Change in tip policy riles service workers

By LAUREN SHUN/Montana State News

A new tip policy adopted recently by the food service on the Montana State University campus, is creating a division between some employees and managers.

The new tip policy gathers the tips at the end of each business day, taxes them, and distributes the tips monthly among employees depending upon the amount of hours they worked.

This new system, although legal, is seen as unfair to some employees. The distribution of tips depending upon the amount of hours worked takes money away from others who work harder at customer service. Now that employees do not get tips daily, the motivation to provide good customer service could be affected.

Jesse Hay, shift manager at the Standing Room Only coffee shop in the Strand Union Building said, “The only issue is now we are being taxed for the small amount that we do work for and we won’t be seeing it as soon. If anything, it may decrease service and our motivation.”

The old tip policy allowed any employees working that day to divide the tips among each other at the end of the shift, tax-free. This policy was illegal, as the tips were not being taxed nor reported to the Internal Revenue Service.

With the elimination of this policy, employees are also worried about not having cash throughout the month, money that made a substantial impact on their lives.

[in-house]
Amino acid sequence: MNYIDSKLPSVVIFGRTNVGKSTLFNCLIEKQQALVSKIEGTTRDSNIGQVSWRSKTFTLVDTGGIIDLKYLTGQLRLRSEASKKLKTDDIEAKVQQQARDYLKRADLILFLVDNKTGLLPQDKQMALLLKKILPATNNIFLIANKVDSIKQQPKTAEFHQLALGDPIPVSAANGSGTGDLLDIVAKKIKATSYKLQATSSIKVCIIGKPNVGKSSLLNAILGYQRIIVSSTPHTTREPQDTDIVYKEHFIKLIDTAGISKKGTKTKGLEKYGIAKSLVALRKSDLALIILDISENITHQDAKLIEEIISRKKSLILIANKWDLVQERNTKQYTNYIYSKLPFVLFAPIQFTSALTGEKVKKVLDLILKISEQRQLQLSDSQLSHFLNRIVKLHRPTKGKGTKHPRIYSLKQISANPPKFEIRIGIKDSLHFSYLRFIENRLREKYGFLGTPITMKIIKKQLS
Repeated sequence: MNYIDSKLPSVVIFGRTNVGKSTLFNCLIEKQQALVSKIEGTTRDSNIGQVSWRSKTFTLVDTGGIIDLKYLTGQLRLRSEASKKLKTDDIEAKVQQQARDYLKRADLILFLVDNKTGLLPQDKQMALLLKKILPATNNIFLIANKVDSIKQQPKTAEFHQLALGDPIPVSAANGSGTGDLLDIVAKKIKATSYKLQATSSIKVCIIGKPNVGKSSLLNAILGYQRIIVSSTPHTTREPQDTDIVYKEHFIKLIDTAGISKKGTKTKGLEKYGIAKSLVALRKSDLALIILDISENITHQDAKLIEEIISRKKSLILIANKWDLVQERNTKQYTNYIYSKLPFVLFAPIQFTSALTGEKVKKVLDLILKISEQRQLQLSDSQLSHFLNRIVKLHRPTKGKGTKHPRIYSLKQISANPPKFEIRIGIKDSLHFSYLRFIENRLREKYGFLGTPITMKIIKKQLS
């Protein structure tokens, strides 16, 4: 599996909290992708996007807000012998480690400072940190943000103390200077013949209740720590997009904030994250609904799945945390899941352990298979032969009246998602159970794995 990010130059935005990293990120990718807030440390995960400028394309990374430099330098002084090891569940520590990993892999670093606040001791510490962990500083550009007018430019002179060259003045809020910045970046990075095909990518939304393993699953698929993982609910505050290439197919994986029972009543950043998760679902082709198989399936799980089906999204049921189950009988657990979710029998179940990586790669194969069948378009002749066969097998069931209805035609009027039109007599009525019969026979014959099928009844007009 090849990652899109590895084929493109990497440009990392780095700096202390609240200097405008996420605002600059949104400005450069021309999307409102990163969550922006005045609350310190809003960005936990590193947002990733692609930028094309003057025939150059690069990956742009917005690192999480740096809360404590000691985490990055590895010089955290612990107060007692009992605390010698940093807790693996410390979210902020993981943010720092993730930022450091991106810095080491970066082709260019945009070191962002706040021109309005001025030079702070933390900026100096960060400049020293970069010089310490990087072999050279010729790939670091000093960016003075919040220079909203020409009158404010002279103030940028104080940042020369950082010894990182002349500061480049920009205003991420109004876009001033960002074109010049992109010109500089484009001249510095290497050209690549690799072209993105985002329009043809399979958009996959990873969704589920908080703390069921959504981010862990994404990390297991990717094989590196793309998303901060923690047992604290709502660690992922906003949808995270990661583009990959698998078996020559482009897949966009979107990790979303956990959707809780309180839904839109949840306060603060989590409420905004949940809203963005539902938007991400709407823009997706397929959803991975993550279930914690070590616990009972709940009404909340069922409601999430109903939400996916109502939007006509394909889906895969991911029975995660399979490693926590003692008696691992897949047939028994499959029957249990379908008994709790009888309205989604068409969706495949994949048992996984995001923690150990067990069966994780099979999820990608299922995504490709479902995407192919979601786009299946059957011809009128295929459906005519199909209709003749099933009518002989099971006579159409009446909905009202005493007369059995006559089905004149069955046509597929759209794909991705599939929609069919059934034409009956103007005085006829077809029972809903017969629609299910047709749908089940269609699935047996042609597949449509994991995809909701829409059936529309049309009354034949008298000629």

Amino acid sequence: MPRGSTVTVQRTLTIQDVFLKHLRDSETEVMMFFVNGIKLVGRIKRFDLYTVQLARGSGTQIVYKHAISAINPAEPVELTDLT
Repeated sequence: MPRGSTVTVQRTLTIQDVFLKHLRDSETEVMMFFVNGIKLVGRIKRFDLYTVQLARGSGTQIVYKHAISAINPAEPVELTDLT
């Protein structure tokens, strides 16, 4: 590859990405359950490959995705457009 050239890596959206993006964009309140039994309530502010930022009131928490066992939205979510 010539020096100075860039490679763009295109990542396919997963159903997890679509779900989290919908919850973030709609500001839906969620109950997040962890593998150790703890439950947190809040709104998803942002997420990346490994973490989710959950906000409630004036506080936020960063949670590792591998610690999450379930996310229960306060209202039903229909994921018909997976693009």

Stephanie Beeman, a barista at the Brewed Awakening coffee shop in the Renee Library, said, “Most of us live on tips. We buy food with this money, we buy gas with this money, and we survive on this money.”

Beeman said, “[Food Service] employees are paid once a month, which is already difficult to financially cope with, particularly for student employees.”

Now that there is no financial buffer between paychecks, employees and managers are seeking a solution in order to provide different means for a larger paycheck.

Hay said, “Though we are now being taxed, the upper management refuses to put forth effort into creating an option for our customers to tip us when they use cards, which is about 95%.”

If a tip line to all credit and debit card receipts is added, the monthly paycheck for employees would be larger, minimizing the burden the new tip policy has created.

Implementing another system in which employees could receive more tips might ease the tension between employees and upper management around campus.

– Edited by Alex Heidema

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